Learn more about Beneficiary Designation.

Tips For Choosing A Power Of Attorney Agent

One of the biggest questions I get from clients when I am working with them on their estate plans is: how do I decide who to choose?

My answer, always, is to pick the best person for the job. But what does that mean, exactly? Below are some considerations when choosing the right person to represent you as your financial agent.

Consider Trustworthiness:

When choosing a power of attorney agent, it’s essential to consider their level of trustworthiness. This person will manage your financial affairs and make important decisions on your behalf. You want someone responsible, honest, and organized.

Choose Someone Who Understands Financial Matters:

Ensure that the person you choose as your power of attorney agent understands financial matters and has experience handling money. They should be able to manage your finances and make wise decisions regarding investments, taxes, and other financial matters.

Choose A Good Communicator:

When choosing a DPOA agent, selecting an individual who communicates well with others, including you, is essential. You need someone who is a good listener, and patient, and can communicate your wishes to others as necessary.

Select Someone You Have a Good Relationship With:

Choosing a power of attorney agent should be practical, but it's also important to consider your relationship with the person.

You should choose someone with whom you have a good relationship, someone you trust and who's available to fulfill the duties of a power of attorney. Your agent should understand your goals and wishes and be in agreement with them.

Assess Their Availability:

Your power of attorney agent should be available and make timely decisions when necessary. Consider their geographic proximity, schedule, and whether they are willing to take on the responsibility of being your agent.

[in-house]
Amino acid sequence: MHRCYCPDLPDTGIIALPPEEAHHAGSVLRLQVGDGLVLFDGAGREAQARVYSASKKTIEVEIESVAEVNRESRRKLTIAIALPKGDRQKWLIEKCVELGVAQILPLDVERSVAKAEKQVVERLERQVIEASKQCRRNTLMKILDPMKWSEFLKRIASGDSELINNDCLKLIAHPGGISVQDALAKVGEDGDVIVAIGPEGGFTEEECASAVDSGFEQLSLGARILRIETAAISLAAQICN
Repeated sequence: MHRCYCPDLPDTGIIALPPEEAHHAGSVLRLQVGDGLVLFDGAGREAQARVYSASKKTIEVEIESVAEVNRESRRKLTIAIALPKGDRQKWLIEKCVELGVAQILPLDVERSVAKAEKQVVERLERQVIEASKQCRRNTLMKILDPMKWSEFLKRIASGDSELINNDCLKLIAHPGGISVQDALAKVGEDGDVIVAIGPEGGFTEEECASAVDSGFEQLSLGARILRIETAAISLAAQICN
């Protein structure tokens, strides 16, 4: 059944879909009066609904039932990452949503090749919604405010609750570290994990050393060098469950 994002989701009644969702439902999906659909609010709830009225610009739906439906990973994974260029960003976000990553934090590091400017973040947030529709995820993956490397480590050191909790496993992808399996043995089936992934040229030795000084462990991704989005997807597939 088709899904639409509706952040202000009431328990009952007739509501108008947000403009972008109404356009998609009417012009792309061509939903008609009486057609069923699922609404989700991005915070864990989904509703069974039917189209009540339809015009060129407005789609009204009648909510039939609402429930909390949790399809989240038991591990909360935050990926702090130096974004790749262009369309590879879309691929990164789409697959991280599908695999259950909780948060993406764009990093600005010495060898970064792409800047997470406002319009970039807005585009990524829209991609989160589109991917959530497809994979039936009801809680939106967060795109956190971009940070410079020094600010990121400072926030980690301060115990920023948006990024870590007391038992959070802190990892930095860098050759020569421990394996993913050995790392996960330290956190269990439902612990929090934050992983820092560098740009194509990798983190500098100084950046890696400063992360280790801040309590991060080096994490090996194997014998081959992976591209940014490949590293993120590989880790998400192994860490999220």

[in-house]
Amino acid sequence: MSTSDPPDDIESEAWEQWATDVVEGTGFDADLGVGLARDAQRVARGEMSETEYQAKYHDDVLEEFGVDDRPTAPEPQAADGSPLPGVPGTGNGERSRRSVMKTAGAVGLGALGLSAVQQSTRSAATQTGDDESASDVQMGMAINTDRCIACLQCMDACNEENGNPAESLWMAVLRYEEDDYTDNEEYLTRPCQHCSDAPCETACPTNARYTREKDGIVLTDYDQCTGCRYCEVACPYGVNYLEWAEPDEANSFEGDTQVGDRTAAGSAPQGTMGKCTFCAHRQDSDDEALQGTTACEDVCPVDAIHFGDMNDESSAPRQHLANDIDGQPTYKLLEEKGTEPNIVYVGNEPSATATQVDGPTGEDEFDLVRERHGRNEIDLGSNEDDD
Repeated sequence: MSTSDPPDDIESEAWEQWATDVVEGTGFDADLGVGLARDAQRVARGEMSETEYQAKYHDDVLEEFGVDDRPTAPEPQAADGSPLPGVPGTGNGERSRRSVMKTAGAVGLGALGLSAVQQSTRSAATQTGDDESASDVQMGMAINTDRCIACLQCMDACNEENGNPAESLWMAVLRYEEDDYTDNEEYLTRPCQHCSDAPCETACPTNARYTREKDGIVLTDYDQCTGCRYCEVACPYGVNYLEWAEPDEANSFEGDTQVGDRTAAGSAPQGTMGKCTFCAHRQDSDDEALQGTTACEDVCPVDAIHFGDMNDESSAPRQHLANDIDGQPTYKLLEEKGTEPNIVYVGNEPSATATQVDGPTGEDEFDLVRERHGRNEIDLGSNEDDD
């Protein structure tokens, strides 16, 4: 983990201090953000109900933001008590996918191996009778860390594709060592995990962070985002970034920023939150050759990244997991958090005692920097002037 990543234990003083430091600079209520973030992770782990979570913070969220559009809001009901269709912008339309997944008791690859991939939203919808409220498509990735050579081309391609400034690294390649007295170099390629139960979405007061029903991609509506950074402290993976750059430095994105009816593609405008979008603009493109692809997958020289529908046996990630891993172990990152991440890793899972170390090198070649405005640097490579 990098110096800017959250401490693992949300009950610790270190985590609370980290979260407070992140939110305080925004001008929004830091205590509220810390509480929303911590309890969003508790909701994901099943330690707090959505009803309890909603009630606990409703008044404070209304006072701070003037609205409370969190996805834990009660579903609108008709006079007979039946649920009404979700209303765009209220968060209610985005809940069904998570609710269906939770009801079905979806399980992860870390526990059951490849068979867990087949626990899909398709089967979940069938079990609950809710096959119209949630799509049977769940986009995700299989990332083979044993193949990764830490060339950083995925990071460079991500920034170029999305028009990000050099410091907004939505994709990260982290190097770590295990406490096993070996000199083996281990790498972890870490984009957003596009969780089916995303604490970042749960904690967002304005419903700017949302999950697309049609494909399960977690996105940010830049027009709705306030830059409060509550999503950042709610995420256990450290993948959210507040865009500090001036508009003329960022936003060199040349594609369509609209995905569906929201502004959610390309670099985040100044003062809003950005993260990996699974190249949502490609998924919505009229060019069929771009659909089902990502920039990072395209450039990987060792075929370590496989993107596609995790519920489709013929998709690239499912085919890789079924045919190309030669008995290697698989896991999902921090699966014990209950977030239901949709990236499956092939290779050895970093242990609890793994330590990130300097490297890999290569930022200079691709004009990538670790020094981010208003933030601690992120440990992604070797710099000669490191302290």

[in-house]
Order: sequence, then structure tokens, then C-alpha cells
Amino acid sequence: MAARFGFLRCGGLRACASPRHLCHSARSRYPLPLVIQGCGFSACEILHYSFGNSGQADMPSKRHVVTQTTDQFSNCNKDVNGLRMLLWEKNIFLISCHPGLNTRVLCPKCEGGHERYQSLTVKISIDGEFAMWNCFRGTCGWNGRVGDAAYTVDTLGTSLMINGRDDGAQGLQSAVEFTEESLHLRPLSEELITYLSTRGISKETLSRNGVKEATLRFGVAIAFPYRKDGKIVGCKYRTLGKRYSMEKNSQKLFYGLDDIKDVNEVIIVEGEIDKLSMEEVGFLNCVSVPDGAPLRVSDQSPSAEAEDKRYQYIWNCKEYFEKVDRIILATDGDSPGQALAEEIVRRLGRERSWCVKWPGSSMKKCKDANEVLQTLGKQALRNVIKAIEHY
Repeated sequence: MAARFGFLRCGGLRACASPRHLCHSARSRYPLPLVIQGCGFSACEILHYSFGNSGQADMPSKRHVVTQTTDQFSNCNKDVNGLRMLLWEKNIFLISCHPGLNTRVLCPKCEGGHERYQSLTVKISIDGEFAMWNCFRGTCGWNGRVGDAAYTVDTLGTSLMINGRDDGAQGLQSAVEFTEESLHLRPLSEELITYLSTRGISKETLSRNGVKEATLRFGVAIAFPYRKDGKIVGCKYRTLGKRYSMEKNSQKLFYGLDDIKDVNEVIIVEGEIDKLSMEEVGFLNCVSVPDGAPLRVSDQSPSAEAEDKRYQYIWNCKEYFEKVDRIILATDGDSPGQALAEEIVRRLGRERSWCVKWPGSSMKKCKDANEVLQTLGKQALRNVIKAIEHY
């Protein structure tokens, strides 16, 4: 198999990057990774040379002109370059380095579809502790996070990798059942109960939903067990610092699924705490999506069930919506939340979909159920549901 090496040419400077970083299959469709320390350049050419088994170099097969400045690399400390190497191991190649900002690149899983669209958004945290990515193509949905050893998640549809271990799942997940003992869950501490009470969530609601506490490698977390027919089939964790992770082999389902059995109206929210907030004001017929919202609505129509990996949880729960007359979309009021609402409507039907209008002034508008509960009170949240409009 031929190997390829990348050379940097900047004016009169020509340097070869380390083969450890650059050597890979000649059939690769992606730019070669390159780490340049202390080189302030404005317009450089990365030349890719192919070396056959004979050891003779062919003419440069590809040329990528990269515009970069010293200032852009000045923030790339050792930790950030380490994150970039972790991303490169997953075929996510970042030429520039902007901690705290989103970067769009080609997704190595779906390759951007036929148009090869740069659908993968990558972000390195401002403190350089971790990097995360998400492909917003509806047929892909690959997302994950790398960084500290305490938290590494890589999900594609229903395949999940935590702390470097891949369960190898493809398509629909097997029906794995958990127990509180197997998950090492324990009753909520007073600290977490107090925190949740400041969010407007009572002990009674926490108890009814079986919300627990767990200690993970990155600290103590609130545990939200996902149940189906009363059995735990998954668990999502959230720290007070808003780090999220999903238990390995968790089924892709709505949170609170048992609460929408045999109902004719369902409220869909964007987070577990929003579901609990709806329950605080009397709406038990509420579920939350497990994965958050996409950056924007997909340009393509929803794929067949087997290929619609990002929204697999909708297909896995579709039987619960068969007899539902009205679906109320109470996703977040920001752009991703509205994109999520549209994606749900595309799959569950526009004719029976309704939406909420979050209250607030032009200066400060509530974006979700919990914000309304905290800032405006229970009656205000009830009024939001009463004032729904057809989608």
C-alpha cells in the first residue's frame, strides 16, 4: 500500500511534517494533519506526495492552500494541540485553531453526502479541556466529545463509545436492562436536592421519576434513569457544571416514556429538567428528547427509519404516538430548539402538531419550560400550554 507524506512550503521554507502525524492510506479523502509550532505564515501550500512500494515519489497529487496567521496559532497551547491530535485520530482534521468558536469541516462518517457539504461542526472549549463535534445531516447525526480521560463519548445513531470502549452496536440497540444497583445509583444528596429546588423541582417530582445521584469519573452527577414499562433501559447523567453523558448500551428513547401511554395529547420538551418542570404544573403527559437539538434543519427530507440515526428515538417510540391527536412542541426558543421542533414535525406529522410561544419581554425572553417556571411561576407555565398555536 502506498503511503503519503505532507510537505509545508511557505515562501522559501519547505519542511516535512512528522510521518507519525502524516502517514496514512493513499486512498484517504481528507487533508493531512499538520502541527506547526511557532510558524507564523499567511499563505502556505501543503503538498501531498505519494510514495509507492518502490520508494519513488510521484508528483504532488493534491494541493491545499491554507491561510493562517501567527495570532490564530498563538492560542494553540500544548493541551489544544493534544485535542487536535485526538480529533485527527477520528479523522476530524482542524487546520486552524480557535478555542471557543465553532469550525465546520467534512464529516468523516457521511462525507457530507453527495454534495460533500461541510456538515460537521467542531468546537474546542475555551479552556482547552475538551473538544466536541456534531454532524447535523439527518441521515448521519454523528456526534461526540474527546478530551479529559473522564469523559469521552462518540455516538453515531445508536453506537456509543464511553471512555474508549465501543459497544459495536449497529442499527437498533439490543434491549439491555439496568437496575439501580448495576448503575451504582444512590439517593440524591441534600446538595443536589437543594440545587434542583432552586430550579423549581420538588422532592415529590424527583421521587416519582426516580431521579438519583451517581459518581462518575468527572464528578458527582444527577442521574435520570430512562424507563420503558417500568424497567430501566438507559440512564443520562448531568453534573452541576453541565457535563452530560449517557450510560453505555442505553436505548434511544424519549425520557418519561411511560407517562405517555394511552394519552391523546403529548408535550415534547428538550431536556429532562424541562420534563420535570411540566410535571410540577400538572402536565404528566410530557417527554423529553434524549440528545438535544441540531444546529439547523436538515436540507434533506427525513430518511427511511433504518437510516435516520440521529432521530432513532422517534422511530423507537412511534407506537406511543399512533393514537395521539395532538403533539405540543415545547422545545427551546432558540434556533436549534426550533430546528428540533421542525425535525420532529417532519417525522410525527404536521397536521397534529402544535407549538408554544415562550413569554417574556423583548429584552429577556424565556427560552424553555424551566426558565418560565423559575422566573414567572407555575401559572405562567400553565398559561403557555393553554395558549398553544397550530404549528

This person should also be easily accessible via phone and email in case of an emergency.

Additional Durable Power of Attorney Considerations

In addition to picking the best person for the job, there are a few other "best practices" I like to share with clients when it comes to creating a durable financial power document.

Discuss Their Role with Them:

Before officially appointing someone as your power of attorney agent, it’s important to have an open and frank discussion about the role. Discuss the type of powers that will be granted, tasks assigned, and underscore the need for transparency in financial reporting. Clarify your expectations to avoid any potential misunderstanding in the future.

Choose Alternates:

It’s essential to have a backup power of attorney agent in case your primary agent is unavailable to fulfill their duties. Choose someone who can step in quickly and is familiar with your financial and legal affairs. This precaution ensures that your financial and legal matters are handled no matter the circumstances.

Seek Professional Guidance:

Choosing a power of attorney agent can be a complex process, so seeking professional guidance is always a good idea. Consult with a lawyer specializing in estate planning or elder law to ensure you make informed decisions.

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Frequently Asked Questions About Power of Attorney